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article imageOp-Ed: Lionel Messi and Argentina face pressure to deliver in Brazil

By Tyrrell Meertins     Jun 9, 2014 in Sports
Lifting the World Cup in the Maracana would exceed Argentina’s previous triumphs on the international stage. It would surpass Diego Maradona’s world-renowned display in 1986, and Mario Kempes’ goals in 1978 would be a distant afterthought.
Claiming a third World title on Brazilian soil would be the ultimate feat.
Argentina, though, will have to erase the memories of recent misfortunes.
They were simply outclassed against Germany in South Africa –– overloaded in midfield, and ripped to shreds on the counter attack –– and under Sergio Batista they were utterly disappointing in the 2011 Copa America.
One of the few positives from Argentina’s last two international tournament appearances was Lionel Messi. The 26-year-old’s all-round performance in South Africa was impressive, and the only noticeable flaw was his inability to score. A year later, Batista’s intent to play Messi as a false nine failed; they only improved when Carlos Tevez was dropped, and Argentina transitioned into a 4-2-1-3.
Alejandro Sabella’s appointment following Argentina’s Copa America campaign left the manager with a crucial decision to make; would it be Messi or Tevez? Batista hinted that he was pressured to include the Juventus striker. Sabella, though, has rightly selected the tournament’s best player over a fan favourite in 2011, and the former has flourished for Argentina since.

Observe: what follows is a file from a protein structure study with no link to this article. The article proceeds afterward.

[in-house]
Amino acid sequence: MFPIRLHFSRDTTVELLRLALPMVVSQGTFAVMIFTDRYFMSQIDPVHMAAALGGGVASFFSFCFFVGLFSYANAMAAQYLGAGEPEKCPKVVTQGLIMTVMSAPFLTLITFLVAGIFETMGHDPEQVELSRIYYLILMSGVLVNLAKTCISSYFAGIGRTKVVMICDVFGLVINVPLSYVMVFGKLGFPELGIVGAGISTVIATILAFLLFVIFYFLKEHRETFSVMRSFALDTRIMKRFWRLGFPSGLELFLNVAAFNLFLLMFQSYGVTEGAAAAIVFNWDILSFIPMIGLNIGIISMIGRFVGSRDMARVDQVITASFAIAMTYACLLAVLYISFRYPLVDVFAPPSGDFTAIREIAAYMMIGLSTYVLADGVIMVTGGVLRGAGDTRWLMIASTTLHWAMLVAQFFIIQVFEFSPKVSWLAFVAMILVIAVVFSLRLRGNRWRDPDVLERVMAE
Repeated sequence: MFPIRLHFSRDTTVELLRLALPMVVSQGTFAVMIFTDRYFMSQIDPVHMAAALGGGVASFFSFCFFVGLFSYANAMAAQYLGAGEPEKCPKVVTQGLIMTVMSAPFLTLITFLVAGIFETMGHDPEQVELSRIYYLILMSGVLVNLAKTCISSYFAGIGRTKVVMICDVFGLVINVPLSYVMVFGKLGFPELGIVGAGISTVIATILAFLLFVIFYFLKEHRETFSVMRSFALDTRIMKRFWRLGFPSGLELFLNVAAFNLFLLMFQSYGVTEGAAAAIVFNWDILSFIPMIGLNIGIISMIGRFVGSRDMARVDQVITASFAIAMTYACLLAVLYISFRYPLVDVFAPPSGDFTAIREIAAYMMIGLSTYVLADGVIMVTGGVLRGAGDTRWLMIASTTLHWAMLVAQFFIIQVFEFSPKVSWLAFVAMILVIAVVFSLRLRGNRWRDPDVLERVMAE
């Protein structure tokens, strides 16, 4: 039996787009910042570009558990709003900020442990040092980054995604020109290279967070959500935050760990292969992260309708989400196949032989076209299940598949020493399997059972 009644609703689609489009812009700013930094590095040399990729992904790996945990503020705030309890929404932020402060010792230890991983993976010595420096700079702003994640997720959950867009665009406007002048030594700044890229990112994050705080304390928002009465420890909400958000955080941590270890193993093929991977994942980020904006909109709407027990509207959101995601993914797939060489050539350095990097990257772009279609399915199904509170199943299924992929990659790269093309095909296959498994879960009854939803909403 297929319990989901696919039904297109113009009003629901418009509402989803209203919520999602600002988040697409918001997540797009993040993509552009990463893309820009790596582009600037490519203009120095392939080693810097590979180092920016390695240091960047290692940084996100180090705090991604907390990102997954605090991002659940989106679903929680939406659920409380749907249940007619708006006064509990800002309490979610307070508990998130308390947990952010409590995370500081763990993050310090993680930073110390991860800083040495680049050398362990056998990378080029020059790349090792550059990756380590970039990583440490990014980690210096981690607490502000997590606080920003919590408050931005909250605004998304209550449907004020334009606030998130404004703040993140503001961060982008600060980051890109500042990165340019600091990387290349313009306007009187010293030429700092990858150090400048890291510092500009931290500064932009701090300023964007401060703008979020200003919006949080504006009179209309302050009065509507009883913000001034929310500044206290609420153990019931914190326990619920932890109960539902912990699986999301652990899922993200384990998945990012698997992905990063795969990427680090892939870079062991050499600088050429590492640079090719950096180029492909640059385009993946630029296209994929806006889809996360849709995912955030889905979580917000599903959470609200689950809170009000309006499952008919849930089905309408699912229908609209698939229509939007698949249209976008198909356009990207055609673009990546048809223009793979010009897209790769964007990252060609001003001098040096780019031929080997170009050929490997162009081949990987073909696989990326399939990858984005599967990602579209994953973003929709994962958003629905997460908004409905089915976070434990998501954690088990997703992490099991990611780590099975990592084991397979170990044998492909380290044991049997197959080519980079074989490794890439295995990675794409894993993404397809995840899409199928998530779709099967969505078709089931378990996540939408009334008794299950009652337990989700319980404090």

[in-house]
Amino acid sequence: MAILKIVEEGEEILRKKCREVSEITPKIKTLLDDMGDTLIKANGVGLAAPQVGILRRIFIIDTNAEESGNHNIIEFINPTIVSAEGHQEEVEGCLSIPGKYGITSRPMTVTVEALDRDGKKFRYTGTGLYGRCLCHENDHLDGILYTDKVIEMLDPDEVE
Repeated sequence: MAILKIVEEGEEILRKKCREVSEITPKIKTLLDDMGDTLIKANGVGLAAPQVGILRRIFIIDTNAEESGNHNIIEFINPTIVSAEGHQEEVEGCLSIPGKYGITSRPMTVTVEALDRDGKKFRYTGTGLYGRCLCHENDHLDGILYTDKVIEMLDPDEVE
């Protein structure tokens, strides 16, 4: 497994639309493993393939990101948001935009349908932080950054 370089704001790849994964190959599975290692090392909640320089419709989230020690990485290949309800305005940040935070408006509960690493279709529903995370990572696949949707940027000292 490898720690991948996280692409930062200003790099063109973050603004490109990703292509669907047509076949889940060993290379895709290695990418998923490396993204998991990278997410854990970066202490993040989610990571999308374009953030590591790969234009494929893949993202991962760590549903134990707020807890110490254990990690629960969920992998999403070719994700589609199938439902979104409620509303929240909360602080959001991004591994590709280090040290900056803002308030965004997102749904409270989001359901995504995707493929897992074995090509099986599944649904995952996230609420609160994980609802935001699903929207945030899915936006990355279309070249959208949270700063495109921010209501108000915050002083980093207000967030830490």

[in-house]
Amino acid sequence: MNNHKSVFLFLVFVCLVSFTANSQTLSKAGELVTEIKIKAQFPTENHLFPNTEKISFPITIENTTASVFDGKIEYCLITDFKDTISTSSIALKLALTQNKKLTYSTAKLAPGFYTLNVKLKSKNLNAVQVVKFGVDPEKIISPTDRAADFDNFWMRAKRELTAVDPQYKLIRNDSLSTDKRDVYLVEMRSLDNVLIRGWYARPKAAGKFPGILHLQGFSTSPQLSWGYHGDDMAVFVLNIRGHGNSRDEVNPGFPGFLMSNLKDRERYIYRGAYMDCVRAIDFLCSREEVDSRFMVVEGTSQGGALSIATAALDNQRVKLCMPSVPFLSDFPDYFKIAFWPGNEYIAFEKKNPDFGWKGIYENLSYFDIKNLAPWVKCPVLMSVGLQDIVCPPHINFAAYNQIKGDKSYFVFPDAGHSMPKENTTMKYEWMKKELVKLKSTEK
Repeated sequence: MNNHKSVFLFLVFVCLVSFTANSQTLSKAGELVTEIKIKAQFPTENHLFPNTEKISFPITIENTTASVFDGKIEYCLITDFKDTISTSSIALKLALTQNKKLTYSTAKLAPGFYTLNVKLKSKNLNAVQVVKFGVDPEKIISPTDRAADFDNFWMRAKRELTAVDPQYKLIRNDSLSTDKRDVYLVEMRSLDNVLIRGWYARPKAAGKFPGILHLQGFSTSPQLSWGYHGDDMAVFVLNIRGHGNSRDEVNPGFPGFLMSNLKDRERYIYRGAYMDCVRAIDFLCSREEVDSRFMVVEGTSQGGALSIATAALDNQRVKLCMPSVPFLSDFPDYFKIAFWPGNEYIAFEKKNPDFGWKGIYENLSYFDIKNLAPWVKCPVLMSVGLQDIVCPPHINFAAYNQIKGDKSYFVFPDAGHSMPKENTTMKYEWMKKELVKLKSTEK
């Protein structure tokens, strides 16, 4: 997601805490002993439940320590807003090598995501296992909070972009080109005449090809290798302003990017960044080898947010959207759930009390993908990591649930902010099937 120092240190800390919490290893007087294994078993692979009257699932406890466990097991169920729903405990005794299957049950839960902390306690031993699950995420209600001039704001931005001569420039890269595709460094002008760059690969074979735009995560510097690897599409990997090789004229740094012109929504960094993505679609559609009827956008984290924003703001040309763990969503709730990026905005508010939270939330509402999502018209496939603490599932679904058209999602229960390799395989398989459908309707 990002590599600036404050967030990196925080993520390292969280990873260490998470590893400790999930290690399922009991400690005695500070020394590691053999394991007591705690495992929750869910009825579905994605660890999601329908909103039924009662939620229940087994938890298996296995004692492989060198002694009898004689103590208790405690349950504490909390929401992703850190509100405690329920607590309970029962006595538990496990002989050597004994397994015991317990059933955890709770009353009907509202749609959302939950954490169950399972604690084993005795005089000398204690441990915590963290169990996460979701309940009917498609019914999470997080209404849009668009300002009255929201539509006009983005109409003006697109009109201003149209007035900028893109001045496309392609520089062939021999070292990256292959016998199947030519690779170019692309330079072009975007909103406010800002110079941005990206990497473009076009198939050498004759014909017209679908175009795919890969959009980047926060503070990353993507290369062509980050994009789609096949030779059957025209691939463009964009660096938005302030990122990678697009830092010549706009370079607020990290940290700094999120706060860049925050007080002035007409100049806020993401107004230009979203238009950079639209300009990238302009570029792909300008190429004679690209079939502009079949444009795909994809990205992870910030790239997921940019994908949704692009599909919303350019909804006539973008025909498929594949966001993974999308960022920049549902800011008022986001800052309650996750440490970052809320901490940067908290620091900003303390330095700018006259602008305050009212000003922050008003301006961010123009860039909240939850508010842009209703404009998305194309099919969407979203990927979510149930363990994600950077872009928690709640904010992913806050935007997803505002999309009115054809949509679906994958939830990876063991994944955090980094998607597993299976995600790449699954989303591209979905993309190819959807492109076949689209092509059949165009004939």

The diminutive striker was joint top-scorer in World Cup qualifying with 10 goals, and Sabella’s decision to omit Tevez, ensures that Messi –– who dropped too deep due to the Juventus striker drifting into space that he prefers to occupy –– will be free to express himself in Brazil.
Banter regarding Messi’s need to win the World Cup has taken full flight.
Oddly, many cynics still doubt the Argentine’s ability to perform at a high-level without his Catalan contingent.
Messi remains the best player in the tournament, but his form under Gerardo Martino has been worrying. On current form, many have claimed that Cristiano Ronaldo has surpassed Messi, but the Argentine can redeem his merits and further showcase that Martino’s system was flawed.
Messi is still widely recognized as the best player of our generation –– arguably all-time –– and the Barcelona striker has downplayed the significance in cementing his legacy as the greatest player to play the sport.
"I do not want to be world champion with Argentina so that people can say that I will be a great like Pele or Maradona," Messi said. "I want to do it to achieve this objective with the national team, and to add this title to my list of trophies."
Eight players in the Copa America XI that lost to Uruguay will feature in Argentina’s opening match against Bosnia, with three personnel changes in the back-four; coincidentally, Argentina’s weak point.
While Argentina can punish teams when they dominate possession –– individual brilliance from the attackers and Messi’s ability to play the final ball –– their attacking strength lies on the counter-attack. They aim to launch quick breaks through Fernando Gago and Javier Mascherano’s distribution, or Angel Di Maria shuttling into the opposition’s third.
Sabella’s side intends on exploiting the opposition in transition and placing their front three and Di Maria in positions to take on defenders in one-on-one situations.
Argentina, though, is susceptible to quick counter-attacks. Defensively, the Albiceleste are in a better shape than under Diego Maradona. Sabella’s attacking three lead the high-press from the front, and while they're accustomed to the temperatures in Brazil, they won’t press for 90 minutes. The issue is that Argentina defends with seven men, and against top-class opposition they can be exposed in wide areas if Sabella doesn’t alter his approach.
Di Maria and Gago push out wide to press the opposition full-backs, but they’re also responsible for protecting central areas with Mascherano. Argentina does possess a threat on the break, but some teams may gamble and attempt to overload wide areas.